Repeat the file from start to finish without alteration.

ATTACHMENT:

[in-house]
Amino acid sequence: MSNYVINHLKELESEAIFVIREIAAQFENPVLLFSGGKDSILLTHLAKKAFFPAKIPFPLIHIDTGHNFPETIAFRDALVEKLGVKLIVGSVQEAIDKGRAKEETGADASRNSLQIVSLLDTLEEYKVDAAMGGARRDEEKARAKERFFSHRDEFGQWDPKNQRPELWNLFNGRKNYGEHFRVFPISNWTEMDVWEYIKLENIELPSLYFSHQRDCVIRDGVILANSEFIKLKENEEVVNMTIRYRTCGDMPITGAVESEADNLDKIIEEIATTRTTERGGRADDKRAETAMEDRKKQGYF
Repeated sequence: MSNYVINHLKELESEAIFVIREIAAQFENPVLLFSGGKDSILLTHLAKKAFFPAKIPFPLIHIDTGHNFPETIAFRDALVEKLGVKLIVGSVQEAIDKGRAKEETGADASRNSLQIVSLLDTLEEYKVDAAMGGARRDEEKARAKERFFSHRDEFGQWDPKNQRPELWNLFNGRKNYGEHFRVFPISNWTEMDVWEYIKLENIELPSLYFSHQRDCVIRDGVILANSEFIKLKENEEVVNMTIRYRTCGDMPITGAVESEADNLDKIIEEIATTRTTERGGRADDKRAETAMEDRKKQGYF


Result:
[in-house]
Amino acid sequence: MSNYVINHLKELESEAIFVIREIAAQFENPVLLFSGGKDSILLTHLAKKAFFPAKIPFPLIHIDTGHNFPETIAFRDALVEKLGVKLIVGSVQEAIDKGRAKEETGADASRNSLQIVSLLDTLEEYKVDAAMGGARRDEEKARAKERFFSHRDEFGQWDPKNQRPELWNLFNGRKNYGEHFRVFPISNWTEMDVWEYIKLENIELPSLYFSHQRDCVIRDGVILANSEFIKLKENEEVVNMTIRYRTCGDMPITGAVESEADNLDKIIEEIATTRTTERGGRADDKRAETAMEDRKKQGYF
Repeated sequence: MSNYVINHLKELESEAIFVIREIAAQFENPVLLFSGGKDSILLTHLAKKAFFPAKIPFPLIHIDTGHNFPETIAFRDALVEKLGVKLIVGSVQEAIDKGRAKEETGADASRNSLQIVSLLDTLEEYKVDAAMGGARRDEEKARAKERFFSHRDEFGQWDPKNQRPELWNLFNGRKNYGEHFRVFPISNWTEMDVWEYIKLENIELPSLYFSHQRDCVIRDGVILANSEFIKLKENEEVVNMTIRYRTCGDMPITGAVESEADNLDKIIEEIATTRTTERGGRADDKRAETAMEDRKKQGYF